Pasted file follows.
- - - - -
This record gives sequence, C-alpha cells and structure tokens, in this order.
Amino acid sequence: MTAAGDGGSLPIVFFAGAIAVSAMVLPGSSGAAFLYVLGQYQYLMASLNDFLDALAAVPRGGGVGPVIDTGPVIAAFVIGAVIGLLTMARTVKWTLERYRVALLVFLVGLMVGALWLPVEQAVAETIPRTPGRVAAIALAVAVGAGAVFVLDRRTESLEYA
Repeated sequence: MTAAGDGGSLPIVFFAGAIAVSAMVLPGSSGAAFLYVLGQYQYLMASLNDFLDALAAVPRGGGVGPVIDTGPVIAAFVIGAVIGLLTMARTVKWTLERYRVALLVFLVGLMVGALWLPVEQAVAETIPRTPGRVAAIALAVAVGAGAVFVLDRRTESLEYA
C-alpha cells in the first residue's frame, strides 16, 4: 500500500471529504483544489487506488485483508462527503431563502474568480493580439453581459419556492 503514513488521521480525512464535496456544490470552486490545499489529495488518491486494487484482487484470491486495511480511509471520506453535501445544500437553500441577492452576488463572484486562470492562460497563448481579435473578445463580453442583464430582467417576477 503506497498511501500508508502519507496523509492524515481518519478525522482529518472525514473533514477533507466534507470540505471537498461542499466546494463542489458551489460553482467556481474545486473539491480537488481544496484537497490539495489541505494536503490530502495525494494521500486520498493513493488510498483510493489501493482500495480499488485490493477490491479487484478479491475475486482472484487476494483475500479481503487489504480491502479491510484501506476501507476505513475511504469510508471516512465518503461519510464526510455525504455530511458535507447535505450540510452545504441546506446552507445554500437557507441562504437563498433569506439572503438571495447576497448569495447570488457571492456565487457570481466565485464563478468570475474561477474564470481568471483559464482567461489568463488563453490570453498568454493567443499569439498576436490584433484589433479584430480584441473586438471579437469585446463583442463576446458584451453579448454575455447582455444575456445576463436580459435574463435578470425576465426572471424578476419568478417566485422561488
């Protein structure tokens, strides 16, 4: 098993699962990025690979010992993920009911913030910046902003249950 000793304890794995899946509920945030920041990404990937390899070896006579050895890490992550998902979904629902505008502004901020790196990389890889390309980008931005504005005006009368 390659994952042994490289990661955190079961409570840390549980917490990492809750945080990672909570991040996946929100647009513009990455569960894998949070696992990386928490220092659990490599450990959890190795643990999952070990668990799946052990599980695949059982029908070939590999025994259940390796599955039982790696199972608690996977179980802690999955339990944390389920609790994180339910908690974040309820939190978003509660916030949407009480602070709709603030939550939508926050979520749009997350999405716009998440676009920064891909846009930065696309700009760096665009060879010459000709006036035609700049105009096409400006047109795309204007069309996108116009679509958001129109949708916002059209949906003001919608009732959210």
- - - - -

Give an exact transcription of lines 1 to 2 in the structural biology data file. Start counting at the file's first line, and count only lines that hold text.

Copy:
This record gives sequence, C-alpha cells and structure tokens, in this order.
Amino acid sequence: MTAAGDGGSLPIVFFAGAIAVSAMVLPGSSGAAFLYVLGQYQYLMASLNDFLDALAAVPRGGGVGPVIDTGPVIAAFVIGAVIGLLTMARTVKWTLERYRVALLVFLVGLMVGALWLPVEQAVAETIPRTPGRVAAIALAVAVGAGAVFVLDRRTESLEYA